The heat is on – escape from SE London?

The heat is on – escape from SE London?

For many of us, the coming heatwave will be a bit OTT what with not being particularly near a beach and with so little access to open-air pools in London – unless you are lucky enough to live close to one. There was a time when we were much better served with lidos but – rather like the railway cuts 60 years ago – short-term profit for a few was allowed to triumph over health and environmental benefits for the many in the early 1980s. The result is that the queue for places like Brockwell Park Lido is usually pretty mega in hot weather. Crap isn’t it? But there it is. Compare with Germany where every city seems to provide fantastic open water swimming spaces. Beckenham to the rescue. The pleasant lake there offers £5.80 tickets for an hour long swim and it looks as if slots are still available this week. (Pictured below: the woods on the Cudham and Downe walks offer respite from the heat)

Anyway, I’ve noticed my old blog post on Bough Beech reservoir getting a lot of hits. This is probably because people are dreaming of having a swim. Forget it. It’s not possible there I’m afraid and strictly forbidden – it’s a nature reserve and an important facility, so it’s definitely a no-go zone. I’ve noticed people taking to local rivers; the River Pool, the Darent, the Medway, the Eden and the Cray, in certain places. I wouldn’t recommend it: there are just too many issues, including pollution, dangerous substances in the water etc, and although I know a few places where I might take a dip it would be irresponsible to recommend them to others (he said, pompously). OK, OK, OK … cycle or walk from Tonbridge Castle to Penshurst Place on the Hayden country park path; there’s a lovely spot a mile short of Penshurst for a dip in the Medway. But you won’t be alone!

Summer evening sky, early July

The beach is the best option along with dedicated sites such as Leybourne Lakes just west of Maidstone, and the previously mentioned Beckenham Place Park. But other than swimming, woodland walks are great for getting exercise while staying cooler at this time of year: Petts Wood, the Meenfield woods routes near Shoreham, the Hever walk and Hosey Common are the best for shade, along with walks within Bromley borough (but not yet on this site) at High Elms and Hayes Common towards Downe. Yesterday on the superb, understated Cudham walk, just as we began to feel the power of the sunshine we would enter the cool woods and comfort levels shot up. Take water obvs. It was on 10 July that the Battle of Britain started, so a good day to hear the distant murmur of Merlin engines as the Biggin Hill Spitfires headed out on their joyriding sorties.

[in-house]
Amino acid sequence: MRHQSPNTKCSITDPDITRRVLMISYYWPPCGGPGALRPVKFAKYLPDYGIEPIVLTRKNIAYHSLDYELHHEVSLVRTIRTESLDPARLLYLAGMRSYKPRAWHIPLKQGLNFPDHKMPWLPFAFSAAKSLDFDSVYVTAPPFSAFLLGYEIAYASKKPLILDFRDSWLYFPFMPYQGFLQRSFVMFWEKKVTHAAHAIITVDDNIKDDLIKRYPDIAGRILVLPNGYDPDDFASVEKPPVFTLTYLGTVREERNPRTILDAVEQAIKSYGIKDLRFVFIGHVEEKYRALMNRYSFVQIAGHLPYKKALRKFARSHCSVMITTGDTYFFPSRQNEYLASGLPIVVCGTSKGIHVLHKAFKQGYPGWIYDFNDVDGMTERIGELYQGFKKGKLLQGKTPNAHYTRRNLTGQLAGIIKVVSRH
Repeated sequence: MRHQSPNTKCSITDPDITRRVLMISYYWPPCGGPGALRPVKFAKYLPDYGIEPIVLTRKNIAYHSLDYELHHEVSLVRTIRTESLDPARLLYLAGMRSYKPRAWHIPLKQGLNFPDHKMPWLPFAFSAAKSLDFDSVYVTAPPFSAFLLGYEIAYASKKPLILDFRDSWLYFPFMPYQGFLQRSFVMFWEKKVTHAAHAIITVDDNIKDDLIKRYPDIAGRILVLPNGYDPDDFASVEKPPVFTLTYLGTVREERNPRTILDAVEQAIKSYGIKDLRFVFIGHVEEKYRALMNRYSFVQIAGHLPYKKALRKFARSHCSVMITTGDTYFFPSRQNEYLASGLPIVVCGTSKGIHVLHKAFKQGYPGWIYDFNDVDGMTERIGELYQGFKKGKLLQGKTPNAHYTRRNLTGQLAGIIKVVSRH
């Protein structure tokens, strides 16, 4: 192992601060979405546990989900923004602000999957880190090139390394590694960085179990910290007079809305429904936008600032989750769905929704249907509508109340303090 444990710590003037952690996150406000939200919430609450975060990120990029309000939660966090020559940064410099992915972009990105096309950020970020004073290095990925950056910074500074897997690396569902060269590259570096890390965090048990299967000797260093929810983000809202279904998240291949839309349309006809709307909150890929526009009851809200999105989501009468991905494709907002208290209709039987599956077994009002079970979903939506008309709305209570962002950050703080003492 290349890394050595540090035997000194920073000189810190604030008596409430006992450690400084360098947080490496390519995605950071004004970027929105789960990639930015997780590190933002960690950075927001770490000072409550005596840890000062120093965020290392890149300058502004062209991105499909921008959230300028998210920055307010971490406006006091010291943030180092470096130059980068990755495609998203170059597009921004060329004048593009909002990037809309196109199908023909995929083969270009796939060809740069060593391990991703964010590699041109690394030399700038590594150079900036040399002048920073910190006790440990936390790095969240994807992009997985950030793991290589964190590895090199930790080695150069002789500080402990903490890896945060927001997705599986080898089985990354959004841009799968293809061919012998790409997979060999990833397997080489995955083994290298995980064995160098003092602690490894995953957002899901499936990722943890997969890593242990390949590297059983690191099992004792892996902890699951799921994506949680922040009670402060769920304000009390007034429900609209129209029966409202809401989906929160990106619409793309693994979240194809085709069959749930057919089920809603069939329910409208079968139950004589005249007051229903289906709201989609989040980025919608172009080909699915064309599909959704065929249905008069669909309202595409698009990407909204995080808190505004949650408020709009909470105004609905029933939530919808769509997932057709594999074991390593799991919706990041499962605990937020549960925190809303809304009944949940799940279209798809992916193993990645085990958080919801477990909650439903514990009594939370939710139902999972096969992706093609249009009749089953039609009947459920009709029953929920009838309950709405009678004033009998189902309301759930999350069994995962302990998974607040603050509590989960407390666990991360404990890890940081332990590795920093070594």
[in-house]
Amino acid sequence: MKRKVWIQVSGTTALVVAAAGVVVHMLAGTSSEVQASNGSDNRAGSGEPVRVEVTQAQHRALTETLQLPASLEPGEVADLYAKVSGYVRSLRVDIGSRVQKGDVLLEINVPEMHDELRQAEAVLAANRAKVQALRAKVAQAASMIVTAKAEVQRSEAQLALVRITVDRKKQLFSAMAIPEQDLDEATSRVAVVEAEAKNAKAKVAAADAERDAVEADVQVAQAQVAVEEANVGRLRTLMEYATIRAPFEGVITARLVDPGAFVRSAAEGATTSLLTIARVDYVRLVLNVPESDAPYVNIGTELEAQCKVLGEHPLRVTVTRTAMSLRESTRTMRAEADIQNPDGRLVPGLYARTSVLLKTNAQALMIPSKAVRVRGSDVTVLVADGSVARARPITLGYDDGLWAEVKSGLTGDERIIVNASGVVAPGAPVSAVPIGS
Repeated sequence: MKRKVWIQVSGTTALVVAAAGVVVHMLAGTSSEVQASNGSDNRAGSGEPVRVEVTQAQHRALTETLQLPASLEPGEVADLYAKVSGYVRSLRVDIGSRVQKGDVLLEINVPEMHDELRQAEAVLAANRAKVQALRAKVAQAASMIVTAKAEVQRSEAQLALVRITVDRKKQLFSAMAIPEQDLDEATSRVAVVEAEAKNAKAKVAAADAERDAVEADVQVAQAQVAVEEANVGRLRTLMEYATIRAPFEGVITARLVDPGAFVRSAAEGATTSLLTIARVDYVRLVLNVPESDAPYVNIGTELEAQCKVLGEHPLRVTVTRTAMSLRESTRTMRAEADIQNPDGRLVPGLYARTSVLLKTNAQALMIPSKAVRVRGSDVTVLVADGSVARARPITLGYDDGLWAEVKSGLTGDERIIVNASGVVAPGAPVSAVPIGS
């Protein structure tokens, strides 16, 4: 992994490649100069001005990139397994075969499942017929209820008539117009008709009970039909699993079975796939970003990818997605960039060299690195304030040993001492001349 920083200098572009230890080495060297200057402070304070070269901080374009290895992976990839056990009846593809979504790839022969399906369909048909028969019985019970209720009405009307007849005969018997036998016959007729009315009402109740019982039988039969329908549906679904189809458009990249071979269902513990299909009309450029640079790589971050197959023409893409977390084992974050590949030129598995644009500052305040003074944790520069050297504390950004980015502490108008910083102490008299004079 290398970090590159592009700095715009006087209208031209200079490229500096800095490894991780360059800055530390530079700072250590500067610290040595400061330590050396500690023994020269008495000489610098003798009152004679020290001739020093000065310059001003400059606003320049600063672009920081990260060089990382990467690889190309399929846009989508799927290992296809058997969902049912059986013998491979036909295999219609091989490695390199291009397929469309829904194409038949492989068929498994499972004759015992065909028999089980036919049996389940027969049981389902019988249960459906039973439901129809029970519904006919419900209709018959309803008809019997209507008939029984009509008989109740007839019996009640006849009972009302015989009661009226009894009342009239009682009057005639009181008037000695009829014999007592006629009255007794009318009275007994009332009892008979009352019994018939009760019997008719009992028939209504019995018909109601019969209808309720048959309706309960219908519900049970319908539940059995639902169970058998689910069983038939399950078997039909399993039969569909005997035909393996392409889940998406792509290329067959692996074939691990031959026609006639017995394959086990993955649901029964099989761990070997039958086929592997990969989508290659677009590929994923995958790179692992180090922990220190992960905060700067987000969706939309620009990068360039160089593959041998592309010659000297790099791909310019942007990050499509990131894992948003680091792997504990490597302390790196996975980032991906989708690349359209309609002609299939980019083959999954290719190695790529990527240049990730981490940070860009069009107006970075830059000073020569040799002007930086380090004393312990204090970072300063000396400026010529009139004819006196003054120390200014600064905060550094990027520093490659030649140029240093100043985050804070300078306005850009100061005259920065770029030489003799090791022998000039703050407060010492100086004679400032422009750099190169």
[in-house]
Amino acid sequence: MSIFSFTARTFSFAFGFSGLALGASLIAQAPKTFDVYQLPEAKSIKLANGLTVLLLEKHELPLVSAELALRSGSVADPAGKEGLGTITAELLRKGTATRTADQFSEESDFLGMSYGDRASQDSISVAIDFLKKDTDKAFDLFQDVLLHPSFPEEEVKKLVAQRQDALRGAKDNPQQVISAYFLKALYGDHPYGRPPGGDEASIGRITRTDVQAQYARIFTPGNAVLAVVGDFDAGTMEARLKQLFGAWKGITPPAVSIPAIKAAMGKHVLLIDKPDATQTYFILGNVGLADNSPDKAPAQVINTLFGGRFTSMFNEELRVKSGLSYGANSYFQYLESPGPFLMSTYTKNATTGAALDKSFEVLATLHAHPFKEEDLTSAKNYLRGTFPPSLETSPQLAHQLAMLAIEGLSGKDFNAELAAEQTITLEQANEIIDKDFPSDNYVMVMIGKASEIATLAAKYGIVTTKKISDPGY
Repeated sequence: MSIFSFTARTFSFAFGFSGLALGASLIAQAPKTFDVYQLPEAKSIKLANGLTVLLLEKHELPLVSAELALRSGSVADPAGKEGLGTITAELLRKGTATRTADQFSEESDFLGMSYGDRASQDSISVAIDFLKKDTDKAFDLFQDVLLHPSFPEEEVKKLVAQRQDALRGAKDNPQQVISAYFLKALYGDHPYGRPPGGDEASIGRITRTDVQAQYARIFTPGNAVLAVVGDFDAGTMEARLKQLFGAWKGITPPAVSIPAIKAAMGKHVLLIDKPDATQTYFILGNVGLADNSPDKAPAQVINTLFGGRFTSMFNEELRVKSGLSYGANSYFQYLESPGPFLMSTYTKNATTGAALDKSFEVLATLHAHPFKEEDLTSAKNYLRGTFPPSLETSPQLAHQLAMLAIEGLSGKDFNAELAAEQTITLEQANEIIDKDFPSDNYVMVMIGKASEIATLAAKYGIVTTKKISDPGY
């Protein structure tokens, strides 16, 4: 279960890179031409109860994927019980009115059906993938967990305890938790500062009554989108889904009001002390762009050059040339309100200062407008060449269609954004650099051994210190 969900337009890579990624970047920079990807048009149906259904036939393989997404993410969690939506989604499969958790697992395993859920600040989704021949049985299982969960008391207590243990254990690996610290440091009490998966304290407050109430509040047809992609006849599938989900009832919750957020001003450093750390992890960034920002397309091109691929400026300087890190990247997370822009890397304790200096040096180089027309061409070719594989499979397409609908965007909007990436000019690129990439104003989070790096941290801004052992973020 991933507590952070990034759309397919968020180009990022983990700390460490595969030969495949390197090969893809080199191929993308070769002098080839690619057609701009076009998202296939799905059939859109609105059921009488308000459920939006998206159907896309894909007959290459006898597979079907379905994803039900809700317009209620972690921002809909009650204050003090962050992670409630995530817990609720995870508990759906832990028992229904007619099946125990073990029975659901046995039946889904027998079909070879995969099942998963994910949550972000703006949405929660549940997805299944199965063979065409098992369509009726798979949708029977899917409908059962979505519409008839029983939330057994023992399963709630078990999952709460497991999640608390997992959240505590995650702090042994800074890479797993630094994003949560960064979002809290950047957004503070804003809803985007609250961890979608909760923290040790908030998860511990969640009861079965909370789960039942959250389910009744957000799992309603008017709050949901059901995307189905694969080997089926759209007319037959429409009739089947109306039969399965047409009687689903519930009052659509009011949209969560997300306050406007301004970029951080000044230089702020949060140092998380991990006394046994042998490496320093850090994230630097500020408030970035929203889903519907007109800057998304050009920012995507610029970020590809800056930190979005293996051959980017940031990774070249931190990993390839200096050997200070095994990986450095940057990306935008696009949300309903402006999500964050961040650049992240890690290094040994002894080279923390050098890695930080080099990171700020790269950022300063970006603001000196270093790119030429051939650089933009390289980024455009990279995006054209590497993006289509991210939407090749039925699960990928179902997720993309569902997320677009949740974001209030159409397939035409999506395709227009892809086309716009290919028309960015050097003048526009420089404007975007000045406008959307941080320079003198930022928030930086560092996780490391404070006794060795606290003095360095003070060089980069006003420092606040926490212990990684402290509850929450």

Is it too hot for walking?

Is it too hot for walking?

I was planning to do the Shoreham eastern valleys walk yesterday but the friend who wanted me to introduce it to him decided it would be ‘too hot’. I agreed, but I’m sure I would have gone along with him had he decided to go ahead. It was set to be 34C and I must say I kind of relish the walking in these temperatures – you become quickly unkempt and crazed but the first cold drink after finishing is just fantastic. It might be that masochistic tendency instilled in me by my mother (WW2 generation) which dictates that if the conditions are particularly unsuited to a certain activity, then you are duty-bound to press ahead with said activity! Nearing the age of 80 she once cycled to her local GP’s surgery, about two miles away, in a rainstorm to ask why she felt fatigued. This was straight after another cycling trip to Homebase to buy plants. Which followed a decent walk with the dog. Different generation. Sure.

I guess we all draw our lines somewhere. Tourists – many not in peak physical condition I noticed – troop through the 13-mile Samaria Gorge in Crete every summer en masse. So maybe what’s ‘too hot’ here is actually acceptable when in the Med. Oh, it’s ‘dry heat’ I hear you cry. Well, that’s OK then. I once walked in Joshua Tree national park in southern California in 40C, but only for a mile or so at a time, with a lovely air-conditioned electric car for refuge. Some American friends did find my Joshua plans slightly worrying (‘Are you serious?’). But then the lyrics of a certain Noël Coward song were brought up and we all agreed I was suffering from Englishness. Truth to tell I was just desperate to see the place and stubbornly refused to let anything get in my way. It was great, until we nearly ran out of water at the end of the trip. Then we remembered the tragic fate of a tourist couple there the previous year who got lost and actually died of dehydration and heat stroke or something.

Properly hot: Joshua Tree national park, California. Photograph: Adam McCulloch

So, I can’t offer any advice. It’s an individual thing. Some people like the heat, absorbing it to recharge themselves, like human solar panels. Others retreat to a dark room surrounded by fans they’ve just had delivered, but later in the year emerge to crack on in pouring rain and snow. You know yourself and your limits, hopefully. But at times like these it’s a shame there aren’t more places around for swimming. So many of the lakes we do have are very restrictive (not as much as Bough Beech but a lot more than, say, the lakes of Berlin) about safety but it often seems unnecessary and a bit jobsworthy. It’s a shame, given that such hot weather each summer is occurring increasingly often (somebody do something, yes I know).

Anyway, never mind it being too hot for walking; it’s too hot for sleeping, that’s for sure.